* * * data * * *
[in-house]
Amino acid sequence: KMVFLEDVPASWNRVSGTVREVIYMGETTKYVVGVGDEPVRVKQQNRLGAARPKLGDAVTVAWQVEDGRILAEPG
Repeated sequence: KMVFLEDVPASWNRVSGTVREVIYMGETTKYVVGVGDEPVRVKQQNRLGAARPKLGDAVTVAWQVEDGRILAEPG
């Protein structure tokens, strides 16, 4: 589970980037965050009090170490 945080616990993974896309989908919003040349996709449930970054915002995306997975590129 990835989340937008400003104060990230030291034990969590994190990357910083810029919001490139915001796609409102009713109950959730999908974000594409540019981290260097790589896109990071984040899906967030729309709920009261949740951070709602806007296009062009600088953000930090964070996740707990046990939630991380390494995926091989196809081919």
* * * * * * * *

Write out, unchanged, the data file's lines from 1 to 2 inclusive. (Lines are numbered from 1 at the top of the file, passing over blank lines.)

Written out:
[in-house]
Amino acid sequence: KMVFLEDVPASWNRVSGTVREVIYMGETTKYVVGVGDEPVRVKQQNRLGAARPKLGDAVTVAWQVEDGRILAEPG